Butler Police Officer Brian Pergande pleads not guilty to misconduct
Waukesha — Butler Police Lt. Brian Pergande pled not guilty to felony criminal misconduct charges following a preliminary hearing last week in Waukesha County Circuit Court, where his lawyer challenged the validity of District Attorney Brad Schimel's case against Pergande.
Attorney Michael J. Steinle raised questions about whether there was a proper "chain of evidence" linking Pergande to inappropriate photos of a woman he had arrested, and whether the Waukesha County Sheriff's Office may have violated Pergande's rights against self-incrimination.
A preliminary hearing is conducted to establish whether the district attorney's office has sufficient evidence of "probable cause" for defenders to be placed on trial for charges pending against them.
"I realize there are all kinds of issues involving the chain of evidence, but I feel the state has met its probable cause burden," said Court Commissioner Thomas J. Peiper.
Peiper set a trial date of June 9 at 11 a.m.
Arrest of dancer
According to the criminal complaint, Pergande in September of 2009 traveled to the Encore Gentleman's Club near Hawley Road and Interstate 94 in Milwaukee to arrest an exotic dancer on a warrant related to a municipal citation for obstructing a police officer issued in the village of Butler.
Pergande and two Milwaukee police officers placed the woman under arrest, accompanied her to a back room of the strip club, and watched as she removed her thong, bikini top and shoes and put on street clothes.
Pergande took her to the Butler police station where he "patted her down" and took photos of her bare breasts from various angles before taking her to the Waukesha County Jail, according to the criminal complaint.
"This entire series of events was lewd," Schimel told Peiper during the Thursday, May 8, preliminary hearing.
Schimel said Pergande engaged in criminal misconduct because he used his position of authority to engage in actions that embarrassed and humiliated the woman for personal rather than professional reasons.
Pergande has not denied taking the photos but has suggested that someone else may have cropped and edited the photos.
Sheriff's Detective Robert Wepfer testified that the photos were discovered in a village computer assigned to former Police Chief Michael Cosgrove that was confiscated by the sheriff's department as part of its investigation in early 2013 into Cosgrove's conduct. Cosgrove announced his retirement from the department in the midst of the investigation.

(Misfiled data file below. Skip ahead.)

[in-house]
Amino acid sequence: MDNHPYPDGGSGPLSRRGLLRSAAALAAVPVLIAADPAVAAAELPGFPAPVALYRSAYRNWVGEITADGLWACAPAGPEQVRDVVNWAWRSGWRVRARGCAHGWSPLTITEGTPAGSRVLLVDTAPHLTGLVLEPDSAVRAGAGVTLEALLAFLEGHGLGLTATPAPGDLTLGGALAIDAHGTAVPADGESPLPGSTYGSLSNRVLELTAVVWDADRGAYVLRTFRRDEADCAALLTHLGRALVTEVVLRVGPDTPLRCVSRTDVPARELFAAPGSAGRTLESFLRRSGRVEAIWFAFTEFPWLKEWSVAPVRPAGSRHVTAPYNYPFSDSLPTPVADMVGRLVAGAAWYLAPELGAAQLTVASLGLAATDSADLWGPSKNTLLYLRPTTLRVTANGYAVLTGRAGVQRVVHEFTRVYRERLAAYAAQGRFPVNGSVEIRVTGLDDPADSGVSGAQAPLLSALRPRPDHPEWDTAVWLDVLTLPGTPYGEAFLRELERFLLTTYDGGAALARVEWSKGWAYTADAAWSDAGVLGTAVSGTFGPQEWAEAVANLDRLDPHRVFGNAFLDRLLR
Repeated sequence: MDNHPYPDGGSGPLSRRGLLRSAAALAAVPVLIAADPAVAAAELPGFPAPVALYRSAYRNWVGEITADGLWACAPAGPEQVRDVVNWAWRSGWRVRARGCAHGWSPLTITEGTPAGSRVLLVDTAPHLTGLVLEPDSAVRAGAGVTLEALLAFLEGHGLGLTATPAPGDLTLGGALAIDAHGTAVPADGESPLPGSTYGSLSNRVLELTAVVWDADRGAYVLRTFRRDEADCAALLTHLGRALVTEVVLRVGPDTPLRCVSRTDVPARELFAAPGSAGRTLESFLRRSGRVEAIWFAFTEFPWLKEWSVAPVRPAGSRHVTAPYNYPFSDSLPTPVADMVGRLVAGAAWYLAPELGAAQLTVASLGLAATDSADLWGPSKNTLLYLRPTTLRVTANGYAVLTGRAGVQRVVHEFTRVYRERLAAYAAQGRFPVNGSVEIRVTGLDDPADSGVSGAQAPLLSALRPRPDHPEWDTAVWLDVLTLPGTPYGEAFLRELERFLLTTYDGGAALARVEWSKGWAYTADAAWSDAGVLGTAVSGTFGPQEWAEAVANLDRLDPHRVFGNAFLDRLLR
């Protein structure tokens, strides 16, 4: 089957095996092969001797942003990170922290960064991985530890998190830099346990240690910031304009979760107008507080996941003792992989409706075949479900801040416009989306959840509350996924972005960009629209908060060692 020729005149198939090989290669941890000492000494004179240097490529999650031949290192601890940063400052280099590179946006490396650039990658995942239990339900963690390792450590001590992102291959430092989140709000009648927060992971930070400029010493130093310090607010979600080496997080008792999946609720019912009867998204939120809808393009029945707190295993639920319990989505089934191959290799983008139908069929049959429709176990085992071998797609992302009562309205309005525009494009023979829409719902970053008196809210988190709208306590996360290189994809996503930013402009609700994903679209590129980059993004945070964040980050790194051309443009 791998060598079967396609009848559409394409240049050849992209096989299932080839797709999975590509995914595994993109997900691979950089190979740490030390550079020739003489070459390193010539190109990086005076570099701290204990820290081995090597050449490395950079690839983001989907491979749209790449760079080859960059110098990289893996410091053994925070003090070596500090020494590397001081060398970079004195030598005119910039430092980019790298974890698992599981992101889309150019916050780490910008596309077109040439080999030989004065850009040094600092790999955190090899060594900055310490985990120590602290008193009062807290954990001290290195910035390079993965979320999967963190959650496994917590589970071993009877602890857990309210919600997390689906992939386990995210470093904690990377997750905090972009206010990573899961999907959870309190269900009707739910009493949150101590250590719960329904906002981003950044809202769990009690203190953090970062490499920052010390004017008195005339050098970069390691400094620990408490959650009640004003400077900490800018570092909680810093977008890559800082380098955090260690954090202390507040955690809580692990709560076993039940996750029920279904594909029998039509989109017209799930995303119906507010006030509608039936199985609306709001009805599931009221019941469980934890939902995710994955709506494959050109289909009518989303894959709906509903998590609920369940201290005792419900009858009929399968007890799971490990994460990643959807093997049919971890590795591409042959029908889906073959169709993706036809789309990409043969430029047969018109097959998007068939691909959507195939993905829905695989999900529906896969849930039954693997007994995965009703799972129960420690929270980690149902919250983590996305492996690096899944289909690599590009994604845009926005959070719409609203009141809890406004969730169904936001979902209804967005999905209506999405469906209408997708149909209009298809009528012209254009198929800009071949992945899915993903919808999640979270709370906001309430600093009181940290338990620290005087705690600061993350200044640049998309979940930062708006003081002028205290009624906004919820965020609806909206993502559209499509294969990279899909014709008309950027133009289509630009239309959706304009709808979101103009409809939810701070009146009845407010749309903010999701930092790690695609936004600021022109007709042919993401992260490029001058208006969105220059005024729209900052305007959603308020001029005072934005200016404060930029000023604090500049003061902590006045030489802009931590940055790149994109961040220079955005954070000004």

Wepfer acknowledge during cross examination by Steinle that he was not familiar with the process of importing digital photos from a digital camera onto a computer.
He admitted he did not know how many police officers other than Pergande may have had access to the camera.
He also admitted he did not know whether the photos could have been edited in the camera and then transferred onto Cosgrove's computer.
Wepfer also acknowledged he did not advise Pergande of his constitutional rights against self incrimination after informing Pergande that the interview related to a criminal matter for which he was being investigated.
"Why not?" asked Steinle.
"Because he wasn't in custody," Wepfer said, meaning Pergande was not being arrested at the time.
Use of evidence
Steinle also suggested the sheriff's office and the district attorney were violating state law because they were improperly using evidence against Pergande in a criminal proceeding that had been obtained during an internal police department investigation.
State law requires police officers to cooperate in internal department investigations, but says the information they provide cannot be used against them in a criminal proceeding.
Pergande was a central figure in the 2013 investigation requested by the village and conducted by the sheriff's office. Pergande and fellow officer Chad Rahn lodged the complaints against Cosgrove that triggered the investigation, in which they also were cited for bad conduct.
Schimel rebutted there was "a firewall" that separated the internal investigation of Cosgrove and the department from the criminal investigation of Pergande. The internal investigation was conducted primarily by Capt. Karen Ruff and Detective Michael Hecht.
Wepfer conducted the Sheriff's department investigation of Pergande, including interviewing the dancer. He testified that she told him she recalled being photographed by Pergande while she was at the Butler police department.
"She recalled at one point he deliberately lowered the camera further down her body," Wepfer testified.
"What part of her body?" Schimel asked
"Her chest area," Wepfer responded.
Wepfer testified that several Butler police officers told him that it was not the usual practice for officers to bring offenders to the Butler police station, but rather to take them directly to the Waukesha County Jail.
However, he later added that occasionally Butler police officers would take a defendant to the Butler station to give them an opportunity to make telephone calls to secure bail before taking them to the county jail.
Wepfer said Pergande discovered a plastic straw in a bag the dancer was carrying. Pergande told her there was evidence of cocaine in the straw, according to Wepfer.
However, Pergande never wrote a report about the evidence or logged the straw into the police department's evidence locker, Wepfer said.
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